First, Keystone XL does NOT "bypass the United States," as the President claimed it did in the earlier statement. A consultants report from IHS Energy found in February that "Canadian crude making its way to the USGC (the US Gulf Coast) will likely be refined there, and most of the refined products are likely to be consumed in the United States."
The president's rationale for rejecting the Keystone Approval Act is not actually based on an assessment of whether Keystone XL is in the U.S. national interest--that process is ongoing at the State Department. Rather, Mr. Obama's veto justification is that the Act "attempts to circumvent longstanding and proven processes for determining whether or not building and operating a cross-border pipeline serves the national interest."
According to the Oil & Gas Journal (OGJ), Norway had 5.83 billion barrels of proven crude oil reserves as of January 1, 2014, the largest oil reserves in Western Europe. The enormous income to the state from the industry made it possible to create a global pension fund that now owns more than one per cent of global share value.
Join a gym or set one up in your house. Set a regular exercise routine and stick to it; put it in your weekly calendar. Often we feel more lethargic or uninspired because we feel a sense of not accomplishing much. Working out is a great item to check off on your to-do list, and has proven results in improving our state of mind, and of course, body.
To make the most of your energy you need to know yourself. What people, places and situations give you energy and which ones take it away? In the same way that the successful sailor stops to feel the wind, you must feel your energy. What energizes each of us it is different and there are no right or wrong answers. What catches my sail might leave you stranded at the dock.
Do you like meat? Sorry, expect the price of your meat to go up more than other foods that produce less greenhouse gas emissions (that also will apply to your pet food, by the way). Do you like fashionable clothing and buy new clothes annually? Expect the price of those new threads to increase under the new carbon price.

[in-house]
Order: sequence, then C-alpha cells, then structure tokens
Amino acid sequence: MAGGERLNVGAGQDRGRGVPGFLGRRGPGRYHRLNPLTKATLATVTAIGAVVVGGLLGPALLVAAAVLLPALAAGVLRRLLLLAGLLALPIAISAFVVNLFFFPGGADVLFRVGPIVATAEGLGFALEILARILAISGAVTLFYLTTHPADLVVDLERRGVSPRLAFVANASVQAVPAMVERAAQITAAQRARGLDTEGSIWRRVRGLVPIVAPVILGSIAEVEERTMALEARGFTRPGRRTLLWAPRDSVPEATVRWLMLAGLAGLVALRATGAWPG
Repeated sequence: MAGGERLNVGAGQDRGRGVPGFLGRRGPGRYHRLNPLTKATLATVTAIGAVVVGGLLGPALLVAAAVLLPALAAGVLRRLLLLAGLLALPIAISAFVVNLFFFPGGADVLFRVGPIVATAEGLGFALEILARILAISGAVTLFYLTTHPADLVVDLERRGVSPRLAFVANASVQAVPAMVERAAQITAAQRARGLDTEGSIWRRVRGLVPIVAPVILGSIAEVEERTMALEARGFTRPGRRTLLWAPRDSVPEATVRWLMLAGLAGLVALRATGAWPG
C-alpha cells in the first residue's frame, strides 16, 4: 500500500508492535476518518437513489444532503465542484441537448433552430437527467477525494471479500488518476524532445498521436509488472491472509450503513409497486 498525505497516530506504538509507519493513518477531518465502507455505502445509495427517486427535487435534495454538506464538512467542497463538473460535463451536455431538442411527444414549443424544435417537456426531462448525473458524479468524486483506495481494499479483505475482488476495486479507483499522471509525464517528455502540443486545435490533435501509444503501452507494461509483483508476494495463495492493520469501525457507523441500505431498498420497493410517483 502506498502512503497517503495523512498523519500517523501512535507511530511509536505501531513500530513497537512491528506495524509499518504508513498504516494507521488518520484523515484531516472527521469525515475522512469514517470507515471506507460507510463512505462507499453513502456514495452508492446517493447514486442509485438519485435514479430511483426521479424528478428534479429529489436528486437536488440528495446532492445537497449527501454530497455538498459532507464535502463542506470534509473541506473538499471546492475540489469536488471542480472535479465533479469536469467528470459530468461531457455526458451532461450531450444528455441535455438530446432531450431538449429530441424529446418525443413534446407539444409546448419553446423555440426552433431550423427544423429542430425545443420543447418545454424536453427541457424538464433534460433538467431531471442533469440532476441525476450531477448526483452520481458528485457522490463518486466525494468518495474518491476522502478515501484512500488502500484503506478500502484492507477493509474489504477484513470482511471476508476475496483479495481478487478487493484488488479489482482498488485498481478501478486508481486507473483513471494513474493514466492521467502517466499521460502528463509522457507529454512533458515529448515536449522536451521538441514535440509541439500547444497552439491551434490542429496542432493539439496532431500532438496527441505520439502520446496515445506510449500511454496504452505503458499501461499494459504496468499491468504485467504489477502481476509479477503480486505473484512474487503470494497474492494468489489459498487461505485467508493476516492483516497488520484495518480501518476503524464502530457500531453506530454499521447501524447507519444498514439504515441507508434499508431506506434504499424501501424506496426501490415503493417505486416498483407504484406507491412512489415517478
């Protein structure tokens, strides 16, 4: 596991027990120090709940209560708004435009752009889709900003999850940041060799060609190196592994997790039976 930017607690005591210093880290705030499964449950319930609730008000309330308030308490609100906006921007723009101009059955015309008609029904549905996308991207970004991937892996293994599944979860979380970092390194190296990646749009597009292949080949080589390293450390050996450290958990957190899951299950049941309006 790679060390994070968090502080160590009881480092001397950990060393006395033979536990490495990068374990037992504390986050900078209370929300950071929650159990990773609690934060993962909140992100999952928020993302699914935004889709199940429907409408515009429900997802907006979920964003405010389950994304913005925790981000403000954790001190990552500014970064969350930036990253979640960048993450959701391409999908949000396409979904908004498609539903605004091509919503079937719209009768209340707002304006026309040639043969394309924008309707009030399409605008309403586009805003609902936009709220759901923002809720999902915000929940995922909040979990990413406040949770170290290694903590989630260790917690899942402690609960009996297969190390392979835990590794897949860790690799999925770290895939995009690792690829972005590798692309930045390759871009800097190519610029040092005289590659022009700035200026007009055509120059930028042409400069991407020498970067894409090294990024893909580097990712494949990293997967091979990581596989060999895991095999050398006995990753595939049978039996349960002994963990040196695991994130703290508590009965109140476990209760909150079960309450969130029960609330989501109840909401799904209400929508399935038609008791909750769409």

Solar energy in Alberta is still a tiny fraction of the total electricity mix, only five megawatts, but it's growing. Higher prices for solar electricity would certainly accelerate the process and get more clean solar energy on the grid more quickly, also helping Alberta with one of the biggest challenges it faces - reducing emissions in our fossil-fuel economy.
Alberta has the best solar and wind potential in all of Canada more than enough to power the entire province yet utilizes less than 1per cent of it. Alberta also has a highly skilled, trained workforce. Alberta has the welders, it has the electricians, it has the engineers, the machinists, it has all the people power it needs to make the solar powered leap.
There are multiple reasons why governments choose the policy paths they do. Political survival is perhaps the most obvious explanation. But as with any organization, divesting of unnecessary businesses, projects and tasks that are off-mission helps sharpen the focus. That matters if one cares about smarter, more effective government.
Politicians are free to ignore the science, safety and history of hydraulic fracturing. But if the incoming New Brunswick government sticks with its election promise, it will outlaw (temporarily, at least) one of the more innovative ways to extract oil and gas in the 21st century. The science and risk-reward ratio are both on the side of hydraulic fracturing. The potential for a more dynamic economy is staring New Brunswick politicians in the face.
Railways are transforming North America's energy sector and are, coincidentally, helping to save Canada's bacon. But the train business has been allowed to remain a 19th-century technology run with 19th-century mentality by workers without credentials. Aviation, by contrast, is heavily supervised and operated by licensed personnel with professional expertise and constant surveillance. For the moment, the critically important oil industry has been saved, but if governments aren't as tough as nails in their demands and dealings with the railways, then all bets are off.
Canadian charities are experiencing an "advocacy chill" and changing the way they go about their work as a result of what they say is "bullying" by the Harper Conservative government. My just completed Master's thesis research finds that the denunciatory rhetoric of government ministers against charities, followed by stepped up audits is having its toll not only on charity operations, but also on the strength of Canada's public discussions and thus on the vigor of democracy itself.
The University of Calgary's School of Public Policy has put out an important report that sheds light on an under-discussed dimension of Canada's energy export challenge: the time factor. At this point, most people (we hope) are aware that Canada faces physical bottlenecks in the transport of its energy resources to global markets.